Alan is one of the original five video jockeys (VJs) on MTV from 1981 to 1987 (along with Nina Blackwood, Mark Goodman, Martha Quinn, and J.J. Jackson). He is a host on SiriusXM Radio’s The 80s on 8 channel and co-owns the production company Hunter Films with his brother Hugh. He and Hugh and two other brothers also founded WorkPlay, a multipurpose office, studio, and entertainment facility in Birmingham, Alabama. He also hosted the reality show Looking for Stars on the Starz cable television channel as well as the Encore series “Big 80s Weekend”.
In the early summer of 1981, he bumped into MTV exec Bob Pittman at a picnic in Central Park. A month later, Hunter was tapped to join the fledgling MTV, only three weeks prior to its debut.
MTV went on the air on August 1, 1981, at midnight in selected markets across America. Hunter was, by technical snafu, the first VJ to appear on the screen, with the words “Hi, I’m Alan Hunter. I’ll be with you right after Mark. We’ll be covering the latest in music news, coast to coast, here on MTV Music Television.” And then the other original VJs – Martha Quinn, J.J. Jackson, Nina Blackwood, and Mark Goodman – followed.
During his first month with MTV, he kept his regular night job tending bar at New York’s Magic Pan Restaurant Cabaret. When a customer recognized him, he determined it was time to become a full-time MTV VJ. Over the next several years Hunter’s typical work week included attending concerts and parties until the wee hours and then coming back to the studio at 8:00 AM for a full day of taping interviews, promos, and features.
Hunter was also heavily involved in the WWF-MTV collaboration, hosting The War to Settle the Score live special on MTV with Gene Okerlund. He also conducted backstage interviews for the show. Hunter also narrated The War Continues, a special produced by MTV that was used to help promote Wrestlemania in March 1985.
As MTV became a dominant outlet for music-related content in the early 1980s, Hunter’s celebrity interviews included the first MTV interviews with Madonna, Duran Duran, and U2, and also included Ozzy Osbourne, Frank and Moon Unit Zappa, Daryl Hall & John Oates, Loverboy, Kasim Sultan, Crosby Stills & Nash, Kevin Bacon, Robin Williams, Dan Aykroyd, Eurythmics, Kenny Loggins, the Psychedelic Furs, Bob & Doug McKenzie, Lou Reed, Joey Ramone, Andy Warhol, the Cars, the GoGos, the Bangles, Colin Hay and Men at Work, Boy George, Bon Jovi, Bryan Adams, John Mellencamp, Hugh Hefner, Paul Stanley, Gene Simmons, Rod Stewart, Cheap Trick, Billy Idol, Thomas Dolby, Joe Jackson, Cyndi Lauper, Crowded House, Aretha Franklin, Michael McDonald, Rick Springfield, Peter Wolf, Toto, Level 42, Steve Martin, Tom Hanks, Martin Short, Chevy Chase and Pee-Wee Herman among others.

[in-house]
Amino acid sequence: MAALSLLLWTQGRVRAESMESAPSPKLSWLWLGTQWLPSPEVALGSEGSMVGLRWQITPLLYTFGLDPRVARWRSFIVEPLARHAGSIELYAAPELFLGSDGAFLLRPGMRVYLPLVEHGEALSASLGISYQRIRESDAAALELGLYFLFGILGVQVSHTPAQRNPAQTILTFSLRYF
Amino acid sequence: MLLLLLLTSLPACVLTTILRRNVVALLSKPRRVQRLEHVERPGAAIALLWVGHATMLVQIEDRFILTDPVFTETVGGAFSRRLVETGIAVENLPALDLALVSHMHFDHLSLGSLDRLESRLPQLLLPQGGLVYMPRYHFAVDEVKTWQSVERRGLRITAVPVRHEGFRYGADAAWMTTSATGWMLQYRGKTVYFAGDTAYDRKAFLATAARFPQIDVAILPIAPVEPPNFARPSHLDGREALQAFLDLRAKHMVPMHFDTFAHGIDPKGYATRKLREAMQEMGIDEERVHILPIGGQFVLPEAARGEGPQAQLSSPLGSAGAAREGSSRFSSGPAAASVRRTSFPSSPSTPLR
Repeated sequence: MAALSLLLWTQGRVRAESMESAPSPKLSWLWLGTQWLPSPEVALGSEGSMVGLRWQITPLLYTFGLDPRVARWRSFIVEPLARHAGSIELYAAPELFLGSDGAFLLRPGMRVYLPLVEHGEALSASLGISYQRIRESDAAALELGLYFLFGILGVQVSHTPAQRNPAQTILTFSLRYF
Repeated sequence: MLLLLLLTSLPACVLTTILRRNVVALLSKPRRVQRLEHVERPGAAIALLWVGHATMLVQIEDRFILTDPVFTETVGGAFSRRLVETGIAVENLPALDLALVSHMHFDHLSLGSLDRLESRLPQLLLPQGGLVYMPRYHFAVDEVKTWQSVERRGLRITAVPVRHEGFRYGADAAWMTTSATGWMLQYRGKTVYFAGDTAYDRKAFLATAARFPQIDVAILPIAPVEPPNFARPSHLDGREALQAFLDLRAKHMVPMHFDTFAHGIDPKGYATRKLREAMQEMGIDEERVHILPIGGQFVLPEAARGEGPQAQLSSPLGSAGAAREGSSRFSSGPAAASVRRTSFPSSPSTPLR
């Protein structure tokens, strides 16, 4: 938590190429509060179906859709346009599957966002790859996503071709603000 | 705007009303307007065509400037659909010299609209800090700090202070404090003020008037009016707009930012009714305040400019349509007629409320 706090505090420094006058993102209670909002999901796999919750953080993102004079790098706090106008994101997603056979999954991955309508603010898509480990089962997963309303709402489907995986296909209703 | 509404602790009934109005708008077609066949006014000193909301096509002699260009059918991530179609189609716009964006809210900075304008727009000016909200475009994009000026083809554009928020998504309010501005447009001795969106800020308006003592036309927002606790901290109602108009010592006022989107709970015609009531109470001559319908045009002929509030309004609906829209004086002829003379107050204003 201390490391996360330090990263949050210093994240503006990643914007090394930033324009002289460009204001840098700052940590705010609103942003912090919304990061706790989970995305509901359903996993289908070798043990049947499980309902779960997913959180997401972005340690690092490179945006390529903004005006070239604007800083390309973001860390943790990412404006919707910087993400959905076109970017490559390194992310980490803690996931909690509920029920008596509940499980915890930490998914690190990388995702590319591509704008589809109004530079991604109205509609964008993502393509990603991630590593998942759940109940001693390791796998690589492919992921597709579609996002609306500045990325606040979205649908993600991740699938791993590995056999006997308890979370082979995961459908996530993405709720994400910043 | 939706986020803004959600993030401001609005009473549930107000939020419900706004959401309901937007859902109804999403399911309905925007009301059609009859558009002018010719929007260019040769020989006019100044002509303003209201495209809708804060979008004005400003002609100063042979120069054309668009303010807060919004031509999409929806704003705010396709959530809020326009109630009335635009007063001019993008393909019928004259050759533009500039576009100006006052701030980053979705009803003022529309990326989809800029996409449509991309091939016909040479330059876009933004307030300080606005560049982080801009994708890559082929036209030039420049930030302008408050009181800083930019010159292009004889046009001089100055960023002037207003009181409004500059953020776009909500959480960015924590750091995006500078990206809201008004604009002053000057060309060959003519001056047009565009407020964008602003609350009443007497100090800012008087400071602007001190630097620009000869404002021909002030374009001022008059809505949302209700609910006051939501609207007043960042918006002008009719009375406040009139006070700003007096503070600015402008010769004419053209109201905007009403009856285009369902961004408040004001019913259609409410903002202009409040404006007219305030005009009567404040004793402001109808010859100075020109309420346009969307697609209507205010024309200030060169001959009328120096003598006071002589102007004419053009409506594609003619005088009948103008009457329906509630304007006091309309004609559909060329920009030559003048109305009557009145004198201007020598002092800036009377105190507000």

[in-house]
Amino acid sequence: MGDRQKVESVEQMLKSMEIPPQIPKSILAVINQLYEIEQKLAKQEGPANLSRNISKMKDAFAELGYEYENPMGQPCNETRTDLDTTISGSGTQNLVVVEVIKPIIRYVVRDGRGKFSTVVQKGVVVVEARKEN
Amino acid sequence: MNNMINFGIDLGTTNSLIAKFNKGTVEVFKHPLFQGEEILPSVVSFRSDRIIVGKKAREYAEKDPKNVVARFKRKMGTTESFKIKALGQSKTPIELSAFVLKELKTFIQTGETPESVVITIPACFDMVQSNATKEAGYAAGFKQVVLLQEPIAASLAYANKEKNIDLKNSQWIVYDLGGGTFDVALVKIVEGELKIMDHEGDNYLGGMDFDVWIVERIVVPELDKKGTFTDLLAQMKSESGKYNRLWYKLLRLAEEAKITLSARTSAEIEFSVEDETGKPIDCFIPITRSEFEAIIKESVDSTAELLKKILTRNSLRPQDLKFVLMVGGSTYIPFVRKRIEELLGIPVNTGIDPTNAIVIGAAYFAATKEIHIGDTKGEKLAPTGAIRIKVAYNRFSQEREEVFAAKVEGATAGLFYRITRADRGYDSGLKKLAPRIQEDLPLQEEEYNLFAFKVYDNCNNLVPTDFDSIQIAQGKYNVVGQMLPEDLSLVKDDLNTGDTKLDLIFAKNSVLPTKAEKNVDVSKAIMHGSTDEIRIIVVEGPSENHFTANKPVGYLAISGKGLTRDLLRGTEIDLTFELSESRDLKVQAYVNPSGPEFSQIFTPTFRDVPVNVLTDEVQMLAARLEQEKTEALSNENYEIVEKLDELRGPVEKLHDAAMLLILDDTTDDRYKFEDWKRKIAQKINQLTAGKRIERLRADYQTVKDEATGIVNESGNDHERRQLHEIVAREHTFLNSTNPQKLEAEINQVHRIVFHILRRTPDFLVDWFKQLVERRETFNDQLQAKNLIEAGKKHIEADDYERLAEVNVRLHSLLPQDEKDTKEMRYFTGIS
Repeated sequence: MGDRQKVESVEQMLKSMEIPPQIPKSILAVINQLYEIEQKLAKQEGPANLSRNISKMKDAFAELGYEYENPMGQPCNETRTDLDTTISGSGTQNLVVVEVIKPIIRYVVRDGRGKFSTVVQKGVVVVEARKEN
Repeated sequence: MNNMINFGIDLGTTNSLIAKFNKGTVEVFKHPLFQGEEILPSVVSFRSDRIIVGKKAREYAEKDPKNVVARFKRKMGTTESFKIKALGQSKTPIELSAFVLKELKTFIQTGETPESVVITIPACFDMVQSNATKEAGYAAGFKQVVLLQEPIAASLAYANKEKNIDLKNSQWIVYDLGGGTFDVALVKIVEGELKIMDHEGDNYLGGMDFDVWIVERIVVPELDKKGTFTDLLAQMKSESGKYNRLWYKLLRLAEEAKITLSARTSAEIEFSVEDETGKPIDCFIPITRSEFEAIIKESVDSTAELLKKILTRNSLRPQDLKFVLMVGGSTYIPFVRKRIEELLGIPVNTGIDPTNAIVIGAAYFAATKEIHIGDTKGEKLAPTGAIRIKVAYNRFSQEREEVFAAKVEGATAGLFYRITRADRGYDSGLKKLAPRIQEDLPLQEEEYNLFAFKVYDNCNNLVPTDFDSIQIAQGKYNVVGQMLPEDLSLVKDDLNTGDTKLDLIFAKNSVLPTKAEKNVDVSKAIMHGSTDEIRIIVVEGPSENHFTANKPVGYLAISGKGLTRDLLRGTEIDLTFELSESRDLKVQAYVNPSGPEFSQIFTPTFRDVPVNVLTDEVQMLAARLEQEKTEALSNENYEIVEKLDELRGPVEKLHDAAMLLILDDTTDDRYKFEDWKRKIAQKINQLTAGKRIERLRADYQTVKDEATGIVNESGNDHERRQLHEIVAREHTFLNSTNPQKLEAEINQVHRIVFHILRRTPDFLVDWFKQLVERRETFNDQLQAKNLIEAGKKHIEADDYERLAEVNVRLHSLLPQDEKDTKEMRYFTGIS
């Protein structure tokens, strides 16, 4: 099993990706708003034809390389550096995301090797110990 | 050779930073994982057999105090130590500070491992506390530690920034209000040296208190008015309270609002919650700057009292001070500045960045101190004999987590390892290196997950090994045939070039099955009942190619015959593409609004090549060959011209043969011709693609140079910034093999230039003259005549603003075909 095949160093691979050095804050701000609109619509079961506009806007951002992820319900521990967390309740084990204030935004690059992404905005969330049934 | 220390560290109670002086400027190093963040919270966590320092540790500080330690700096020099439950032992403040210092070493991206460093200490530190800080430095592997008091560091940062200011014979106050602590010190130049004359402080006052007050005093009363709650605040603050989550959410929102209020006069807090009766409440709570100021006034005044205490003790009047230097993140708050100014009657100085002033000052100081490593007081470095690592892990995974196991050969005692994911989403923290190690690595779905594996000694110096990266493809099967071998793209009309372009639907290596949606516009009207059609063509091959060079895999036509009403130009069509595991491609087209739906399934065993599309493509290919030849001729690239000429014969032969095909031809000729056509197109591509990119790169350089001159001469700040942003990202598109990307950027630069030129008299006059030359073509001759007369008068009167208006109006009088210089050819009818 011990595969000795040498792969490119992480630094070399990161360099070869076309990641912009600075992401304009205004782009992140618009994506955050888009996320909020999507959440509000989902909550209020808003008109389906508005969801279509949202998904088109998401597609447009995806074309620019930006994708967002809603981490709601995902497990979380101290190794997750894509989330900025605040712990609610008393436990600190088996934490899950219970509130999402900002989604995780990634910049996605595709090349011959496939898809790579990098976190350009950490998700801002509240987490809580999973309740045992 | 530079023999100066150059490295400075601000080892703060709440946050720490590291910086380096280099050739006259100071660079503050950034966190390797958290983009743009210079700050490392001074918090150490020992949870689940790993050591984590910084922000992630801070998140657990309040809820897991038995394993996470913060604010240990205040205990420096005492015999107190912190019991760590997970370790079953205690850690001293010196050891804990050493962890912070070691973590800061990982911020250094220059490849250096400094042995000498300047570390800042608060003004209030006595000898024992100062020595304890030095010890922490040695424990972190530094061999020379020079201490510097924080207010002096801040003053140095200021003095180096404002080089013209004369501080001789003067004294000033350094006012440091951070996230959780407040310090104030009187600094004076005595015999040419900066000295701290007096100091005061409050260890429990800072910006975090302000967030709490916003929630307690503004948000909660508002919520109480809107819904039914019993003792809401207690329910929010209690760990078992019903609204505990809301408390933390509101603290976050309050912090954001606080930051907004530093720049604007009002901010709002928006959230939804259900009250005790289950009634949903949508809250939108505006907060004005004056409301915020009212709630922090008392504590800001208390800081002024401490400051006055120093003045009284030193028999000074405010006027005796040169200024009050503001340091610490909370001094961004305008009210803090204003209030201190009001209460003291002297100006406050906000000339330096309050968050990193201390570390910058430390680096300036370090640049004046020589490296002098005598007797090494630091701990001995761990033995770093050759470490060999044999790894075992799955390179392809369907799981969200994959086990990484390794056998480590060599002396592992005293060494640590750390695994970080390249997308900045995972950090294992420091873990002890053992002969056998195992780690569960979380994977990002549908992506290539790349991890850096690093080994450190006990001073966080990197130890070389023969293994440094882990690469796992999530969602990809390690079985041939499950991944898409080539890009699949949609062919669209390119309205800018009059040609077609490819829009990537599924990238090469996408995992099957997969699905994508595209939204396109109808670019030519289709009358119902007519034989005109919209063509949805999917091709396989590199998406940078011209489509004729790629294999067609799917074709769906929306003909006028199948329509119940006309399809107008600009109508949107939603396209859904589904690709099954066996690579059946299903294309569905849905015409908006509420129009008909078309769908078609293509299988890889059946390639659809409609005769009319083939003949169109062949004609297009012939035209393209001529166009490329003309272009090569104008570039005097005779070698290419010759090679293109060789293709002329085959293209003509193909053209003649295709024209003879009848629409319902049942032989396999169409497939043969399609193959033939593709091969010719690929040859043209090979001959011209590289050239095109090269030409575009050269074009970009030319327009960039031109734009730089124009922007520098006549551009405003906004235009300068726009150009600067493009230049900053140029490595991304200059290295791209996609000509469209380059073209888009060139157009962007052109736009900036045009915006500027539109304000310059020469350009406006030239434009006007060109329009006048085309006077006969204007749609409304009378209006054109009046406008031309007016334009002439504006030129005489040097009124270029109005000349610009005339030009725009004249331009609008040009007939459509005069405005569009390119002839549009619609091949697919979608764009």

In his latter MTV years, Hunter became known for his remotes and road trips in such iconic and pioneering MTV programming like MTV Spring Break, MTV’s Amuck in America, and MTV’s Hedonism Weekend with Bon Jovi in Jamaica.
In August 1987, after six years with the channel, Hunter departed MTV as a full-time host and relocated from New York to Los Angeles. The same year, he traveled to Russia in September as a freelancer for the channel for a program called Rock in Russia. The documentary explored the world of rock music in the midst of President Gorbachev’s perestroika in the Soviet Union while following Billy Joel on his pioneering concert tour to Moscow and Leningrad.
In 1989, he appeared in the film White Hot.
For the years he was in Los Angeles, Hunter starred in numerous Fox pilots, like HayWire and Pure Insanity, precursors of today’s reality programming, as well as commercials for Levi’s Dockers and Chevrolet and numerous infomercials for Time-Life.
In the mid-’90s he moved back to his hometown of Birmingham, Alabama, to start a film company called Hunter Films, and, with his brothers, to create the multi-use entertainment facility, WorkPlay, named one of America’s 40 Best Venues by Paste Magazine.
In 2003, Hunter Films produced the Academy Award-nominated short film Johnny Flynton directed by Lexi Alexander, and executive produced the 2006 Sundance premiered movie Dreamland starring John Corbett, Gina Gershon, and Justin Long. 2010 saw the release of the company’s executive produced documentary Best Worst Movie and in 2011 the feature film Lifted, which they co-produced and in which Hunter co-stars with Dash Mihok, Nicki Aycox, Ruben Studdard, Trace Adkins and in which Uriah Shelton debuted.
Amidst his entrepreneurial endeavors, in 2005-06 Hunter continued his work as a TV host working with Encore and Starz for their first original series Looking for Stars. He was part of a Verizon Wireless national radio campaign for three years and since 2004 has been on SiriusXM Radio’s The 80s on 8 (4:00 pm – 7:00 pm) music channel along with the other surviving original MTV VJs.
Hunter co-founded Birmingham’s Sidewalk Moving Picture Festival, named by Time Magazine as one of the top ten Festivals for the Rest of Us, and serves as its board president. He launched the civic activist group Catalyst4Birmingham and has been an integral part of promoting the film business in the state of Alabama lobbying for legislation to create film incentives as well as the creation of the Birmingham-Jefferson Film Office.
Bios sourced from Wikipedia and Facebook bios of original MTV VJs.